Tom, it should be noted, is visible only to Colette, and she often ­addresses him in the midst of dialogue with the other characters. Jasper, Evelyn, and Bill often remain onstage during the Colette and Tom sequences, but do not take part in them; instead, they go about their own business.


Lights up on COLETTE and JASPER. TOM stands at a distance.

TOM: You didn’t come down to the tree today.

COLETTE chooses to ignore him. Instead, she speaks to JASPER, who is trying to warm up his hands.

COLETTE: People love to swim out to that little island in the summer months. There’s a pergola somebody built – I don’t know who – covered over with trumpet vines. Apparently somebody owns the place, but nobody around here seems to know who it is. You can walk out there now on the ice.

JASPER: Not really an island, then.

COLETTE: Not if you can walk to it, no.


JASPER: I missed last winter entirely.

COLETTE: Well, I’m jealous.

JASPER: Stayed right out of the hemisphere.

COLETTE: I hate winter, especially this one.


COLETTE: It’s hard to believe anything will ever come alive again.

JASPER: Then, suddenly, everything comes back.

COLETTE: Not always.

JASPER: I like the seasons; I missed them when I was away.

COLETTE: How are your fingers now?

JASPER: The blood’s mostly come back.

COLETTE: I have terrible circulation, even in the summer. When I go swimming, the blood goes right out of my fingers. I look like a dead person. Mind you, I’ve never seen a dead person –


COLETTE: No. But when I look down at my hands sometimes, coming out of the water, I think, Oh, this is what I’ll look like. My goodness, I’m talking a lot.

JASPER: Let me see your hands.

He takes her hands and turns them over.

I knew a girl who read palms for a living.


COLETTE: Would you like some tea?

JASPER: Oh, I don’t drink tea, Mrs. McKenny. It gives me a weird indigestion. Do you have any blueberry pie at all?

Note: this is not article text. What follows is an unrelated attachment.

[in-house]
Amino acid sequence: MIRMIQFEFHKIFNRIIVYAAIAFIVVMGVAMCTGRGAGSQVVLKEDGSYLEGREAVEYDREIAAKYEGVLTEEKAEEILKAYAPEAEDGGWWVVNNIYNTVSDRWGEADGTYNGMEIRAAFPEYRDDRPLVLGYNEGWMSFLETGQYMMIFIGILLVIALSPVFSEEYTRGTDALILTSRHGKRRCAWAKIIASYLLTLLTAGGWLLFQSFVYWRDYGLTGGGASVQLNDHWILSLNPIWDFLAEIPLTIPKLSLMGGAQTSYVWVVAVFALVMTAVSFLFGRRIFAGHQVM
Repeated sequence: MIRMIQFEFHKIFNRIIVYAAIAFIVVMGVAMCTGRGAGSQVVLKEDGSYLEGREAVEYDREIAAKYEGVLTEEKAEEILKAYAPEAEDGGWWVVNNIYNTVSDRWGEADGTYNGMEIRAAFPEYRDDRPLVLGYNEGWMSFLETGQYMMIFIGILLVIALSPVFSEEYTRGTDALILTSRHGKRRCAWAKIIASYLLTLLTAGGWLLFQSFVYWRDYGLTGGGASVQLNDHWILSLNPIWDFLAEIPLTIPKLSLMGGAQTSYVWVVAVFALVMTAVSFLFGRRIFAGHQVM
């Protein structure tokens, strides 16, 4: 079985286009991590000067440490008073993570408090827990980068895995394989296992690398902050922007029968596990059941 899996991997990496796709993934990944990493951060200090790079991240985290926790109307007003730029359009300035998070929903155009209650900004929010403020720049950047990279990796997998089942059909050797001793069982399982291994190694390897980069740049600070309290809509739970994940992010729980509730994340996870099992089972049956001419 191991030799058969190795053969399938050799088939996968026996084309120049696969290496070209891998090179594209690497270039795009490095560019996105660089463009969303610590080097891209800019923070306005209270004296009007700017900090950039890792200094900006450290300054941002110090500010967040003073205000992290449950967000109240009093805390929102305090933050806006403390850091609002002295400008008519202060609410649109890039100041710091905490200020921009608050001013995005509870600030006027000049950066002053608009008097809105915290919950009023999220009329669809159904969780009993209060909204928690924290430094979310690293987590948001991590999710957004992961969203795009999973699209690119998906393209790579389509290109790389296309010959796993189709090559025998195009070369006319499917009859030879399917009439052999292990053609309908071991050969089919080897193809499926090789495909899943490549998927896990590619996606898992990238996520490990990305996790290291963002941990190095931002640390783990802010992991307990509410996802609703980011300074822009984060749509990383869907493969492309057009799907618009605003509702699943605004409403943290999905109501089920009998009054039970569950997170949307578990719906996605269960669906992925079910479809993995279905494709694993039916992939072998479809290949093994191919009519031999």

COLETTE: Uh – no.

JASPER: That’s all right, then. When I was travelling, I always had a craving for blueberry pie.


It is funny what you miss the most.


JASPER: Like, you don’t know who you are until you step out of your life for a bit.

COLETTE: How did you know my last name?


JASPER: It’s on the mailbox outside?


Maybe I shouldn’t have knocked at your door. This is – an imposition.

COLETTE: No, no. I’m glad you did.

JASPER: I’m glad I did, too.

COLETTE: I saw you out on the lake, and I thought, My goodness, that poor young man, and I went out looking for you. I grabbed the parka and went out, but then I couldn’t see you anywhere. I don’t know what you were thinking, walking around in a jean jacket in this weather –

JASPER: I don’t know what I was thinking. Sometimes you don’t think.

COLETTE: Definitely the wrong hemisphere for that.

JASPER: It’s only March; you forget what it’s like.

COLETTE: How long have you been travelling?

JASPER: A while now. Quite a while now.

COLETTE: And you’re on your way home.

JASPER: Yeah, well, home is a relative term.


JASPER: I don’t think anybody misses me, where I’m from.

COLETTE: They must.

JASPER: Is this your husband’s parka?

COLETTE: Did I say I was married?



But this is not exactly a woman’s coat.

COLETTE: It’s my